NTC@Maryland Hosts Distinguished Lecture on Smart Mobility from DOE's Reuben Sarker

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Reuben Sarkar, deputy assistant secretary for transportation at the U.S. Department of Energy (DOE), spoke to University of Maryland researchers and students in Fall 2016 about a new inter-agency effort to accelerate research, development, demonstration and deployment of innovative transportation systems.

Launched in April 2016, the Systems and Modeling for Accelerated Research in Transportation Mobility Initiative (SMART-Mobility) promises significant new funding on research into five key pillars of smart mobility systems: connected and automated vehicles, mobility decision science, urban science, vehicles and infrastructure, and multi-modalism. The initiative is funded by U.S. DOE in collaboration with the United States Department of Transportation.

Sarkar’s talk underscored the importance of research that takes a system-level view of transportation over focusing on individual vehicles or modes of travel. He encouraged scientists to examine multi-modal travel, connectivity and automation, urban science, mobility decision science and integrated vehicle-fueling infrastructure systems, fields that DOE hopes will lead to the discovery of untapped planning and operations efficiencies.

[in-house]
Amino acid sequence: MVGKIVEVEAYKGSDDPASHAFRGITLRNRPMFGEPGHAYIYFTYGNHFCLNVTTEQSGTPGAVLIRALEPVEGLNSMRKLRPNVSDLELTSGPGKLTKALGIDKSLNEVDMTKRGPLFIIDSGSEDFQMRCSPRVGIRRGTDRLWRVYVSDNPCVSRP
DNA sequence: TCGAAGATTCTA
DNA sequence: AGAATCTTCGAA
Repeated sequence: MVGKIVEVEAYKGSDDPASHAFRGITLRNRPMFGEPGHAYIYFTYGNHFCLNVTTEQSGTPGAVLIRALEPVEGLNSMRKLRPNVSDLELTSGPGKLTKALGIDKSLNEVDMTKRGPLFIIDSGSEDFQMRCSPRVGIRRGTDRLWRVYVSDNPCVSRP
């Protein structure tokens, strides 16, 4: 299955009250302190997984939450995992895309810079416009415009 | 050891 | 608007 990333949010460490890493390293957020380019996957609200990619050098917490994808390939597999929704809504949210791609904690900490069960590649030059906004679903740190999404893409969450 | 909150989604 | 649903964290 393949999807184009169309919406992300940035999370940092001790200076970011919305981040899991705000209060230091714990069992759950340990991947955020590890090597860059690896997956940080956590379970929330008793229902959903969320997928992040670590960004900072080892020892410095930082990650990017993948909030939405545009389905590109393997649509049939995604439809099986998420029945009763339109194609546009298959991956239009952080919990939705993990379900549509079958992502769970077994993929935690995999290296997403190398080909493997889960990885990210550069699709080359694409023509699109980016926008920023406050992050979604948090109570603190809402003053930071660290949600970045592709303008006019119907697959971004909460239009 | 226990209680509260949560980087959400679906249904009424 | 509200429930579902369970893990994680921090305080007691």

“Smart mobility and information technologies are creating new opportunities to better understand and leverage the interactions between travelers, vehicles and the built environment and to reduce energy use and emissions. The U.S. DOE SMART-Mobility Initiative recognizes and harnesses these megatrends by elevating DOE’s traditional transportation energy focus beyond the vehicle component technology level to transportation/mobility-as-a-system analysis,” said Herbert Rabin Distinguished Professor and Director of UMD’s National Transportation Center Dr. Lei Zhang. “As an international leader in transportation data, data analytics and integrated traveler and traffic systems modeling and simulation, UMD is uniquely positioned to be a strong contributor to the exciting U.S. DOE SMART-Mobility Initiative”.

The lecture came roughly a month before Sarkar, Zhang and other transportation leaders travelled to Oak Ridge, Tennessee for the 2016 SMART Mobility Modeling and Simulation Tools workshop, where Zhang and fellow UMD research scientist Dr. Chenfeng Xiong were invited to present their work to integrate decision science and behavioral economics into transportation modeling and simulation tools in a plenary session. 

Published December 22, 2016